Keep Clean Or Else! 5 Pesticide-Free Steps To Battling Pests In The Kitchen

January 4, 2023

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Cleaning a kitchen is arguably not fun. But it’s worthwhile. Keeping noodles, oatmeal glops, and all of the crumby detritus that somehow makes its way off a high chair tray onto the floor means not having to resort to kid-unfriendly pesticides. These are, of course, close cousins of the very chemicals you’re trying to minimize exposure to if you buy organic foods. It’s backwards to spend extra money on, say, organic apples, and then having to fumigate your home for pests feasting on said fruit.

A recent national study of residential pesticides measured from floor wipes showed that most floors in the U.S. have “measurable levels of insecticides that may serve as sources of exposure to occupants.” Some of the traces of chemicals found in this survey included known bad boys that were long ago taken off the market or banned, including DDT. So even if you’re not personally using pesticides in your kitchen, chances are there is some residue from the people who lived there before you. All the more reason not to add your own to the mix.

What’s the big deal, you ask? Think about it. Pesticides are formulated to be toxic to living small creatures. Kids are also living small creatures. Pesticides cause poisonings and deaths—of humans, too—and have been linked to everything from cancer to developmental issues to neurological effects.

It does happen—even in the tidiest kitchens—that some ants inevitably come Januarying in. Here’s a non-toxic way to address them, as well as mice and other kitchen critters, especially when you have kids in the kitchen.

  1. Keep it clean. Sorry, but it bears repeating. Wet wipe or mop, and vacuum frequently with a machine that has a HEPA filter. Make sure all food in the pantry is well sealed. Keep the compost scraps in the fridge. Be careful with overripe fruit. Stay on top of it.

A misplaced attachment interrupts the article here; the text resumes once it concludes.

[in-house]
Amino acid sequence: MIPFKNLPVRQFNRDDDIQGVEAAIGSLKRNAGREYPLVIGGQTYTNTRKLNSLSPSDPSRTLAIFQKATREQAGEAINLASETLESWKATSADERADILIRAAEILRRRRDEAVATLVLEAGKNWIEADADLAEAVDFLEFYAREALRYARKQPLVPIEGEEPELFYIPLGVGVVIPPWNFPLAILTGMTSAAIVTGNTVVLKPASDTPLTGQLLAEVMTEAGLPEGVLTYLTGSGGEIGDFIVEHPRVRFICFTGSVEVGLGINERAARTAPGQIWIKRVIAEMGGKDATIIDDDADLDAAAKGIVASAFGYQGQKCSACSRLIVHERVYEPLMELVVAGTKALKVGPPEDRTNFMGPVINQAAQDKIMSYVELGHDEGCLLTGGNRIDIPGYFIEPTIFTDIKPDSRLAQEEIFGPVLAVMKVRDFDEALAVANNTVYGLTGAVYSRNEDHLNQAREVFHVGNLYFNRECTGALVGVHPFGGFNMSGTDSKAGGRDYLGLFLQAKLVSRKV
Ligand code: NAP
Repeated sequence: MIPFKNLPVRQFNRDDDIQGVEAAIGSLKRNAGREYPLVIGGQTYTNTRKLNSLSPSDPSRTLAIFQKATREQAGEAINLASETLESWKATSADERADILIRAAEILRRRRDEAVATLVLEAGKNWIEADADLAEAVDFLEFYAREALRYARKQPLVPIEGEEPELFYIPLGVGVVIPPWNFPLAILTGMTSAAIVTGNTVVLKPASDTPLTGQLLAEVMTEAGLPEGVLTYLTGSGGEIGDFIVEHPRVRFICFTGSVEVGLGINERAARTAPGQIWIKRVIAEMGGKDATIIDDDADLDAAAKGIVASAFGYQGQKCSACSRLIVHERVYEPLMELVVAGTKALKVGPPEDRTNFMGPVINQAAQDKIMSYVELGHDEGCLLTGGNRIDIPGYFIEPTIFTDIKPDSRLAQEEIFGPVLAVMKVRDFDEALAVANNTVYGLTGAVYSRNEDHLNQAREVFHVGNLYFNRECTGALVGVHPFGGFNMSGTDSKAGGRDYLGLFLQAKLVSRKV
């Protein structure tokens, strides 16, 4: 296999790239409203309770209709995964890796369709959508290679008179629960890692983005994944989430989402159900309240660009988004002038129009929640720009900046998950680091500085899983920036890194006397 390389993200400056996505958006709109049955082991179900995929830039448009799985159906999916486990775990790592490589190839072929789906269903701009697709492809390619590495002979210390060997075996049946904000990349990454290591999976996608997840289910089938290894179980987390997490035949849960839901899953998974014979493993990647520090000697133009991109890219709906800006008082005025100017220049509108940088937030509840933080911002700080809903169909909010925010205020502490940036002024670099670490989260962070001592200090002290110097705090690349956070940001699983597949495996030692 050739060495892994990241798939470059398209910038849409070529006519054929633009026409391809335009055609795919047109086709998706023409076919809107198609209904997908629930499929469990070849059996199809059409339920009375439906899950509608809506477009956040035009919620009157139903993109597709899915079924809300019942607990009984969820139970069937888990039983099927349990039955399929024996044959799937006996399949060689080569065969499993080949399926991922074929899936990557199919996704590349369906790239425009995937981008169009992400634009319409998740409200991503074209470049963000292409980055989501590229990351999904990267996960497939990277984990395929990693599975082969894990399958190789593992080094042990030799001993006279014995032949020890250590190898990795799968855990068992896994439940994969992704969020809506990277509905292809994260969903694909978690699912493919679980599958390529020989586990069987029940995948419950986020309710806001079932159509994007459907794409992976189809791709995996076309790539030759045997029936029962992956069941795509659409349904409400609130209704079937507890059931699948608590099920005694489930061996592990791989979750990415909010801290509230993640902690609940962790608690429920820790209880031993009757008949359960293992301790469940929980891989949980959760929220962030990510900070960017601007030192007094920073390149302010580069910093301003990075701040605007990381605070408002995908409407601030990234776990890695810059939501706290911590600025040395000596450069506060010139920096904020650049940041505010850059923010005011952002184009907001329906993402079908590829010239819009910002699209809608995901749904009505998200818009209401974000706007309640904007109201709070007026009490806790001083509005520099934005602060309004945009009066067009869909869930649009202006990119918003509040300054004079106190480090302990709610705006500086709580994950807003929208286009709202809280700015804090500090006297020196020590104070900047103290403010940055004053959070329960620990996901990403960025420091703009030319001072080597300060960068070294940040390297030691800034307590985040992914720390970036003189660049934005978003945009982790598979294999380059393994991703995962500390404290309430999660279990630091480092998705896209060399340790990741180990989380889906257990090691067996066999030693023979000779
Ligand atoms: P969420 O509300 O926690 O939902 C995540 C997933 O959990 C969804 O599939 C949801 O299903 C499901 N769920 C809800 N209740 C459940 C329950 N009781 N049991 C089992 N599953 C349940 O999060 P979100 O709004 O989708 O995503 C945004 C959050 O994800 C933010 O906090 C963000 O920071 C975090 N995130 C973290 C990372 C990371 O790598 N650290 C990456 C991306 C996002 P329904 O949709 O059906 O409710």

2. Squeak, squeak. As soon as it’s cold, the mice come inside. Your best pesticide-free bet is to get a cat. Stuff any holes with steel wool (get under the kitchen sink and behind the stove) and set rodenticide-free traps in places the kids—and the cat—cannot reach.
  3. Ew, cockroaches. Not only are they filthy, but they also have been linked to asthma and other allergies. Make sure all holes in your kitchen are fully sealed, and keep things very clean. Cockroaches are said to be discouraged with a spray made from two teaspoons of tea tree or peppermint oil in two cups of water. It’s worth a try.
  4. The little Januaryers: Some people report success battling ants by sprinkling ground cloves or diatomaceous earth (fossilized sea algae) along “edge zones” like baseboards, cabinet rears, and countertop backsplashes. Others swear by wiping down surfaces with peppermint oil. A third option is to put a solution of sugar and water in a jar with holes punched in the lid. The ants climb up and in and drown.
  5. Flying critters. Flies and fruit flies are said to dislike basil, but good luck getting one to confirm this to you. It can’t hurt to spray some around—try two teaspoons basil oil in two cups of water or infuse one pint of basil leaves in enough grain alcohol or water to cover it. For non-toxic fly strips, coat Kraft paper with 1/4 cup of corn syrup mixed with 1/2 cup of sugar.


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